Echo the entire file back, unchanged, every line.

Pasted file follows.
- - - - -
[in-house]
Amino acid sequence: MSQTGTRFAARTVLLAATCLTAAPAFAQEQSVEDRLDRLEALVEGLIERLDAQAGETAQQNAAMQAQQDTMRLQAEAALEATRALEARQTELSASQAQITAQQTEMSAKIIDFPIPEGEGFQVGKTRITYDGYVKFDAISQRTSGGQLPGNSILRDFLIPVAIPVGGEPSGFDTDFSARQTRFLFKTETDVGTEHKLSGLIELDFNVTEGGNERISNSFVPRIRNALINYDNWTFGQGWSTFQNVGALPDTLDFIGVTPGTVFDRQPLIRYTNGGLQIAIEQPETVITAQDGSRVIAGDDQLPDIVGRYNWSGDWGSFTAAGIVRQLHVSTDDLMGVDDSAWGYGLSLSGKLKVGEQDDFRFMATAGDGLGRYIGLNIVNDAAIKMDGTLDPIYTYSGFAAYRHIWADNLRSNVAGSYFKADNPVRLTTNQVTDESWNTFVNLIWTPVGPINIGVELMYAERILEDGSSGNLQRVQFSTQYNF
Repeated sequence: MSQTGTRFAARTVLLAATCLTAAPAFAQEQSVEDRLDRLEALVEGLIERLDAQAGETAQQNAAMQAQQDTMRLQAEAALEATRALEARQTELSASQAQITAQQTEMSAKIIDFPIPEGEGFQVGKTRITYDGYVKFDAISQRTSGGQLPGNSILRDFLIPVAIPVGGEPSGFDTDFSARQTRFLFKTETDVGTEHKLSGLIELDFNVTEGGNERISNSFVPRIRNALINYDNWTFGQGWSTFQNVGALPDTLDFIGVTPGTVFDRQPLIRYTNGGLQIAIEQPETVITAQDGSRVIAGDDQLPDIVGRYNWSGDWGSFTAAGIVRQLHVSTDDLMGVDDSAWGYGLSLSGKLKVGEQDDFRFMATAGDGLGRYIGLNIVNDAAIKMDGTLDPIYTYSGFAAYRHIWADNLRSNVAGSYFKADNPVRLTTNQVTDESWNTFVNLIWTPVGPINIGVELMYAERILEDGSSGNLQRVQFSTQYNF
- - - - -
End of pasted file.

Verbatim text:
[in-house]
Amino acid sequence: MSQTGTRFAARTVLLAATCLTAAPAFAQEQSVEDRLDRLEALVEGLIERLDAQAGETAQQNAAMQAQQDTMRLQAEAALEATRALEARQTELSASQAQITAQQTEMSAKIIDFPIPEGEGFQVGKTRITYDGYVKFDAISQRTSGGQLPGNSILRDFLIPVAIPVGGEPSGFDTDFSARQTRFLFKTETDVGTEHKLSGLIELDFNVTEGGNERISNSFVPRIRNALINYDNWTFGQGWSTFQNVGALPDTLDFIGVTPGTVFDRQPLIRYTNGGLQIAIEQPETVITAQDGSRVIAGDDQLPDIVGRYNWSGDWGSFTAAGIVRQLHVSTDDLMGVDDSAWGYGLSLSGKLKVGEQDDFRFMATAGDGLGRYIGLNIVNDAAIKMDGTLDPIYTYSGFAAYRHIWADNLRSNVAGSYFKADNPVRLTTNQVTDESWNTFVNLIWTPVGPINIGVELMYAERILEDGSSGNLQRVQFSTQYNF
Repeated sequence: MSQTGTRFAARTVLLAATCLTAAPAFAQEQSVEDRLDRLEALVEGLIERLDAQAGETAQQNAAMQAQQDTMRLQAEAALEATRALEARQTELSASQAQITAQQTEMSAKIIDFPIPEGEGFQVGKTRITYDGYVKFDAISQRTSGGQLPGNSILRDFLIPVAIPVGGEPSGFDTDFSARQTRFLFKTETDVGTEHKLSGLIELDFNVTEGGNERISNSFVPRIRNALINYDNWTFGQGWSTFQNVGALPDTLDFIGVTPGTVFDRQPLIRYTNGGLQIAIEQPETVITAQDGSRVIAGDDQLPDIVGRYNWSGDWGSFTAAGIVRQLHVSTDDLMGVDDSAWGYGLSLSGKLKVGEQDDFRFMATAGDGLGRYIGLNIVNDAAIKMDGTLDPIYTYSGFAAYRHIWADNLRSNVAGSYFKADNPVRLTTNQVTDESWNTFVNLIWTPVGPINIGVELMYAERILEDGSSGNLQRVQFSTQYNF